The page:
Celebrated in lore and legend, ancient civilizations and their forgotten languages have long fascinated historians, archaeologists, and linguists. Today, these researchers have a new instrument in their professional toolboxes: Artificial Intelligence, a technology that could help unravel the secrets of societies that vanished millennia ago.
Hieroglyphics and the Rosetta Stone
From Sumerian cuneiform to pre-Roman Etruscan inscriptions, both academics and amateurs have pored over these relics for centuries. Among them was Jean-Francois Champollion (1790-1832), a young Frenchman who deciphered one of the best-known ancient writing systems: Egyptian hieroglyphics. To do so, he used the famous Rosetta Stone. This granodiorite stele was inscribed with fragments of the same text in three scripts—32 lines of Demotic, 14 lines of hieroglyphics, and 54 lines of Greek.
Cuneiform and Other Ancient Enigmas
Another intriguing example is Ugaritic. Discovered by French archaeologists in 1929 on a series of clay tablets found in the 1920s in the Tell of Ugarit, it was written in a consonantal cuneiform alphabet. This extinct Northwest Semitic language was used by Hebrew scholars analyzing Biblical Hebrew texts, revealing similarities between ancient Israel and Judah and their neighboring cultures.
Elsewhere in the world, there are plenty of mysterious texts still to be deciphered, like the Voynich Manuscript (Europe), the Cascajal Block (Central America), and Rongorongo (Rapa Nui/Easter Island).
Bronze Age Mysteries
Perhaps the best-known example in modern times is Linear B, initially found among Cretan ruins dating back to the Bronze Age. Although British architect Michael Ventris is usually credited with deciphering Linear B—now acknowledged as the earliest form of Greek orthography and developed about 1400 BC—his efforts were underpinned by classicist Alice Kober. She compiled a primitive analog ‘database’ in her New York home, storing about 180,000 slips of paper in cigarette boxes. Tragically, she died two years before this mysterious code was cracked by Ventris in 1952.
Between them, it took over six decades of painstaking effort to understand Linear B, which is an offshoot of the Linear A syllabary, used by the mysterious Minoan civilization and possibly unrelated to the Indo-European languages. However, technology is speeding up the decipherment of these ancient languages, only a century after the excavations of Knossos by British archaeologist Sir Arthur Evans (1851–1941).
Indus Valley Mystery
During the 1870s, bricks salvaged from a ruined town in Punjab were used as ballast underpinning almost a hundred miles of railway track between the towns of Multan and Lahore. However, Army engineer and archaeological surveyor Alexander Cunningham found a few shards of ancient pottery, as well as a tiny stone tablet about 1.5 inches square, inscribed with six unfamiliar characters and a one-horned bull or rhinoceros (or maybe even a unicorn).
Since then, some 4,000 other relics have been unearthed, most of them along the Indus River in Pakistan, with others in India and even Iraq. Containing up to 700 unique symbols, it seems likely that they were used as taxation and trade control seals, and possibly read right to left. However, nobody knows what these pre-Vedic signs mean, despite over a hundred attempts published during the past century, but there’s renewed momentum being driven by AI’s cutting-edge technology.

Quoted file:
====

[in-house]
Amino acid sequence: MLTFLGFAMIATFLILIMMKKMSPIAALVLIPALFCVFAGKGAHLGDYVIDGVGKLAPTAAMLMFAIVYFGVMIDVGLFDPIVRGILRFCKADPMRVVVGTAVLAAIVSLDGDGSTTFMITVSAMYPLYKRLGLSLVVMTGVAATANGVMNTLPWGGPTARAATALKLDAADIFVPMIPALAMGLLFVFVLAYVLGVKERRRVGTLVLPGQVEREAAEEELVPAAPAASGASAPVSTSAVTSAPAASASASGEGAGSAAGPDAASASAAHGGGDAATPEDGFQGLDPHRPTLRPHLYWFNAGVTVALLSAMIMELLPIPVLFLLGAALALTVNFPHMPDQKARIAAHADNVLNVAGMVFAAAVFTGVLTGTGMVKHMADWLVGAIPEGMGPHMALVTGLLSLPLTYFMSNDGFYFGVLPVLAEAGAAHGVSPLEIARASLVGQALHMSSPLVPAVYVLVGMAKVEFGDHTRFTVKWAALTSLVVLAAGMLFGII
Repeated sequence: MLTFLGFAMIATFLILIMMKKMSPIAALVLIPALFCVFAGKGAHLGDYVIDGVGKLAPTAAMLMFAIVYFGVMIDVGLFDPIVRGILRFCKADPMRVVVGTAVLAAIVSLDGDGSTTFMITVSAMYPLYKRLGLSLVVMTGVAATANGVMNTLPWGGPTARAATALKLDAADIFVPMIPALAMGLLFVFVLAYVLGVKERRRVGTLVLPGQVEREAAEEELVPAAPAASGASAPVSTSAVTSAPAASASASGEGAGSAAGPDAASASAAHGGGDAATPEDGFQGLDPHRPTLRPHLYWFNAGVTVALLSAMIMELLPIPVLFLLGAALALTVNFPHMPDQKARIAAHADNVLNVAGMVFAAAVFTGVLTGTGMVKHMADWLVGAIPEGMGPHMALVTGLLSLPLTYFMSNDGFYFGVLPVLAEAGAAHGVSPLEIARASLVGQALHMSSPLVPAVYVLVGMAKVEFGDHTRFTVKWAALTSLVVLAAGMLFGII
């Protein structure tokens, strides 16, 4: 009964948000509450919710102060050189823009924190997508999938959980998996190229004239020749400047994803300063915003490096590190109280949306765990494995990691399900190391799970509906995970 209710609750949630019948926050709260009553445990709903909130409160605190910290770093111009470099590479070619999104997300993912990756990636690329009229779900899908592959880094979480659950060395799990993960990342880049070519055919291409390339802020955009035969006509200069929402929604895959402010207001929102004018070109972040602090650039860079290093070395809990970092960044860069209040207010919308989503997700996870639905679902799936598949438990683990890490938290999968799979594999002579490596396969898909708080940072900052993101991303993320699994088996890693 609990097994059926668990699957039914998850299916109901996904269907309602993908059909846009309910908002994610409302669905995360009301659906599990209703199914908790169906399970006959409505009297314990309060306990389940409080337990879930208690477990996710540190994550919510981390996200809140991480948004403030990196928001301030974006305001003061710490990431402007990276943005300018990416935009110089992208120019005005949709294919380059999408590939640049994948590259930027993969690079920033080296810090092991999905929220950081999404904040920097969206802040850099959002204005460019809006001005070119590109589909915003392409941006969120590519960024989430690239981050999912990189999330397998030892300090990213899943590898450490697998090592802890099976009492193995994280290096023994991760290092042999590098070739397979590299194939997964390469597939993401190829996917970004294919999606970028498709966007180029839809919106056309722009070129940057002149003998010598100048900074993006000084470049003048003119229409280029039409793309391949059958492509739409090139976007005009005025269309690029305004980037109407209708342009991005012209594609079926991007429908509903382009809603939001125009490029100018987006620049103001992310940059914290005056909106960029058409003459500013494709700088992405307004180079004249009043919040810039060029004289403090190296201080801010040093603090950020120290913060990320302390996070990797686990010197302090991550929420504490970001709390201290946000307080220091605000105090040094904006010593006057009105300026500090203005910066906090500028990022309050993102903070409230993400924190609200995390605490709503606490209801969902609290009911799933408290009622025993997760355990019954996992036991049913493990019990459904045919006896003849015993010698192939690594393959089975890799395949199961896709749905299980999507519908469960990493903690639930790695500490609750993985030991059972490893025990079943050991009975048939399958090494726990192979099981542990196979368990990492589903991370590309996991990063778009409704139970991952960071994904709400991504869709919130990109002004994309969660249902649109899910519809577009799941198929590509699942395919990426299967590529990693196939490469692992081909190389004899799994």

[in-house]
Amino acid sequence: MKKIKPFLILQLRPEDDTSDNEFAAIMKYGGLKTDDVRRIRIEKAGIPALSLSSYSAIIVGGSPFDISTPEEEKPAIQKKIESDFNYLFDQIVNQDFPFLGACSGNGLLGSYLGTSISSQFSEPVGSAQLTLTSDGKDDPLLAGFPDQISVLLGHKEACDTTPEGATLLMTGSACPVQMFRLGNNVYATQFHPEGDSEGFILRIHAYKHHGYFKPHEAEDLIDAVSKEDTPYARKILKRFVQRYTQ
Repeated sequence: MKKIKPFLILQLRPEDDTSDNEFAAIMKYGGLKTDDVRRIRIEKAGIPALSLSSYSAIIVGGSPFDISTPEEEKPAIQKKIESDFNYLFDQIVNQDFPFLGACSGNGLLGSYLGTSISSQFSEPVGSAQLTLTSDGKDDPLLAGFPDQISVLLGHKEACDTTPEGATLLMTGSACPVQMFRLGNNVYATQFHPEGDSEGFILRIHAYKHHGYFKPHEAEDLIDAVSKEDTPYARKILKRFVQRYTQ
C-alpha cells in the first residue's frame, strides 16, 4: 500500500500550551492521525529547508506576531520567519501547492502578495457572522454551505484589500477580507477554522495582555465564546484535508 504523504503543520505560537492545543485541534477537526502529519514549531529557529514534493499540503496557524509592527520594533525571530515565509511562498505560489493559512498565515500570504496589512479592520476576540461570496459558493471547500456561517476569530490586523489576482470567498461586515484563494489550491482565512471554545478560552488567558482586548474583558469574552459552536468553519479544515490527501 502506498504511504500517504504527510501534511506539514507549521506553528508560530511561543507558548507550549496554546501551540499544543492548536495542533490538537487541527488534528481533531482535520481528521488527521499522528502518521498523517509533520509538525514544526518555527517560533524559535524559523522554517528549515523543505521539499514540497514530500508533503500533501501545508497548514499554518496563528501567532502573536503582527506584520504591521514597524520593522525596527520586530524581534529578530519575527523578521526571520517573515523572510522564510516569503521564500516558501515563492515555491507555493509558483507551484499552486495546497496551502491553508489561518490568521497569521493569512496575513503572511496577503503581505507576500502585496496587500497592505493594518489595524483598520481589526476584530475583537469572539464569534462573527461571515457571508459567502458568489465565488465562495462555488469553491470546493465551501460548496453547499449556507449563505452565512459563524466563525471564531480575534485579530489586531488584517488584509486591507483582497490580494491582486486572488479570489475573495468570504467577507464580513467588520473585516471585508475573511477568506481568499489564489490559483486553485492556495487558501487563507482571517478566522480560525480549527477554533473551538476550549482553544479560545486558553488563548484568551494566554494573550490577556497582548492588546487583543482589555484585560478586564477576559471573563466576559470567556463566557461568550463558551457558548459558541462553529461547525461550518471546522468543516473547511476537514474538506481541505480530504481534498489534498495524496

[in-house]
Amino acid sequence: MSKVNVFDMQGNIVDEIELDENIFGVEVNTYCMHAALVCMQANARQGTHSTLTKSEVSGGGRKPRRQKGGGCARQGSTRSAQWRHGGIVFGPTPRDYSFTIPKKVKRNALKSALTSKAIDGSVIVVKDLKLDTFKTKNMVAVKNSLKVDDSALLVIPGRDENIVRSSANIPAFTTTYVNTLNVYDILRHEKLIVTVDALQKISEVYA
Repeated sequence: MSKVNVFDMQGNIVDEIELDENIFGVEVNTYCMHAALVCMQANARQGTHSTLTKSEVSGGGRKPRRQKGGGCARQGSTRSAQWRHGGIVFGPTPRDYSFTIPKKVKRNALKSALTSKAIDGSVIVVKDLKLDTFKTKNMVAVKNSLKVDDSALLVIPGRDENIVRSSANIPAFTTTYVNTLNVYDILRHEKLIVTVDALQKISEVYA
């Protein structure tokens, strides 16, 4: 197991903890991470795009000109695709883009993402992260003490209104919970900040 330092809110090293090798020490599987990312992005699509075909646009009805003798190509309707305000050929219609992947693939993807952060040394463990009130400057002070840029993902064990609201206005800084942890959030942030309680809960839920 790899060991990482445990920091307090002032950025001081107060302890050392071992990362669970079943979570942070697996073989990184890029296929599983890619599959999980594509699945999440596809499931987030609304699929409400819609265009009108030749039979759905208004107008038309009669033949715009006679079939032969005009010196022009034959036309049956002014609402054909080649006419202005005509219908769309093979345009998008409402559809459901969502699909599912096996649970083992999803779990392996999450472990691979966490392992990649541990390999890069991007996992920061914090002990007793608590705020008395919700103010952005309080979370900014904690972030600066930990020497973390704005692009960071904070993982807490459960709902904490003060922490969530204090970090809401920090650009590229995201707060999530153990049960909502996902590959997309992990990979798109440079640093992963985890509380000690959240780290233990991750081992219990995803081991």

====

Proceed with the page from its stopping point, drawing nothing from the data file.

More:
Deep Learning Limits
Experts like Indus script researcher Bahata Ansumali Mukhopadhyay is well aware of the limits of even the most powerful computers. She believes that many cognitive aspects cannot be encoded into convenient frameworks, as current AI iterations are unable to cope with information that is not quantifiable in ways understood by computers.
Even deep learning—currently the dominant AI technique—is just a matter of pattern recognition, with output improving in parallel to the amount of information fed into the system. However, this data-by-the-truckload approach falters with low-resource subjects like ancient languages, which are often incomplete, chipped and eroded by time. Scholars (and computers) have no way of knowing whether a scratch endows a symbol with new meaning, or is simply random damage.
What Lies Ahead?
Even machine learning enthusiasts—like MIT scientist Jiaming Luo—are not expecting instant translations of lost languages to be automatically churned out by some “archeo-trans” app. At best, he envisages analyzing these linguistic fragments against contemporary languages in their surrounding regions, seeking fragments of linguistic links.
He feels that a hybrid approach is the most likely to produce positive outcomes. Initially, the brute force of massive computers could be used to examine artifacts and shortlist possible relationships with known languages. This might save the decades of effort needed by earlier orthographists, allowing today’s experts to take over more subtle aspects, with inspiration spurring blind leaps of faith.
Takeaway: Alphabets and symbols are unique reflections of the civilizations that once used them. Thousands of years later, it’s quite clear that even the most sophisticated machines are still no match for the human brain, particularly for translating the thoughts and concepts that make each society unique.
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